At the time I was doing a lot of running, having “retired” from competitive cycling in the mid-nineties and having looked for a while for something to fill the physical gap, as surfing wasn’t enough.
Like many cyclists I initially hated running. I wasn’t a great runner but after a few years I did find that mental space that many runners find and began to enjoy it.

However , a few years later I had another accident in Switzerland, this time also involving snow and ice, but also an inflatable tube and a high-speed launch into mid-air ending up landing in the middle of a mountain road on my back.
(I have a weakness for throwing myself off things, I can’t explain it). :-D
This time my back took longer to heal, required physiotherapy and left me with a weaker lower back. Standing or sitting straight up became difficult, and I finally developed a respect for those people with back problems.
I continued running for about a year, until one day about 4 miles out I felt what seemed like my spine “contract”, like it had suddenly been compressed and had to walk home slowly in agony.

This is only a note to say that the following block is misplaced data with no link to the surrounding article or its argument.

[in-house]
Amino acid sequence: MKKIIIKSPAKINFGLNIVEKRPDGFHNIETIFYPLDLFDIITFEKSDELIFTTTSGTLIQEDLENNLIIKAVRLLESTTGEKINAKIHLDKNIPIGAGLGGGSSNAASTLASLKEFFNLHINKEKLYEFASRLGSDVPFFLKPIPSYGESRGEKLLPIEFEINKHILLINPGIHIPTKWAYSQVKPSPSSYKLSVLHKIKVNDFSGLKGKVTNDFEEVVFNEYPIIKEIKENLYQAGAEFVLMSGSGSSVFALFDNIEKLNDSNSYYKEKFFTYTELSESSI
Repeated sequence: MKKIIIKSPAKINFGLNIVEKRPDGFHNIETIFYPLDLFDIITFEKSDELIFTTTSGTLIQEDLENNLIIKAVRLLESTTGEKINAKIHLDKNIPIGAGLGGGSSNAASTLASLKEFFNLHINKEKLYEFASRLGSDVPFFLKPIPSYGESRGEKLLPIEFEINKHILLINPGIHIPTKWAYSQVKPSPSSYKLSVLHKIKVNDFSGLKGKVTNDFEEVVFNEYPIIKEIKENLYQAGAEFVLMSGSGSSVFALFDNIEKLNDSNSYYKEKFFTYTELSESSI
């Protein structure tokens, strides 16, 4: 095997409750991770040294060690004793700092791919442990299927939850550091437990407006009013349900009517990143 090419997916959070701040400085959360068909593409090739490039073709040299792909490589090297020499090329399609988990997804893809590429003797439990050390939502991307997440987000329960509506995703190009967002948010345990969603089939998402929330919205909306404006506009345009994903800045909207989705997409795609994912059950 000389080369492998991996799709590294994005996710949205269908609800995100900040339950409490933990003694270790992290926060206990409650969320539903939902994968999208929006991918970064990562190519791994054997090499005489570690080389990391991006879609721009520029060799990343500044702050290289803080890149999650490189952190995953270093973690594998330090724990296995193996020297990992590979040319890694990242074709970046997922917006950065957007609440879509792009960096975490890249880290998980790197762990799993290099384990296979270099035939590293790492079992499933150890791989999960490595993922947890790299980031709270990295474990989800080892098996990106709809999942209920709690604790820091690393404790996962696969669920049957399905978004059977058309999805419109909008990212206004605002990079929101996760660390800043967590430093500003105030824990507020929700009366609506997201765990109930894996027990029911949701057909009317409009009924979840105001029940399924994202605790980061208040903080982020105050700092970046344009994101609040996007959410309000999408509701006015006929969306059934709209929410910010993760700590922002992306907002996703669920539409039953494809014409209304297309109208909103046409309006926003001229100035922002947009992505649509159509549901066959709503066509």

I went back to various exercises but the one that helped me mostly recover was the ““. (Mostly because I wasn’t able to go back to running completely. Too much remaining lower back problems). Hence taking up swimming.

Anyone who watched much of the swimming during the last Olympics may recall many of the swimmers mentioning that they added Cores exercises to their training.
My experience of doing some Pilates a year ago was how impossible they seemed at first, and yet how quickly the benefits were felt.

Of course, I didn’t stick to doing them. :-(

Next, I’ll update with the Core Exercises Coach Eilish gave us.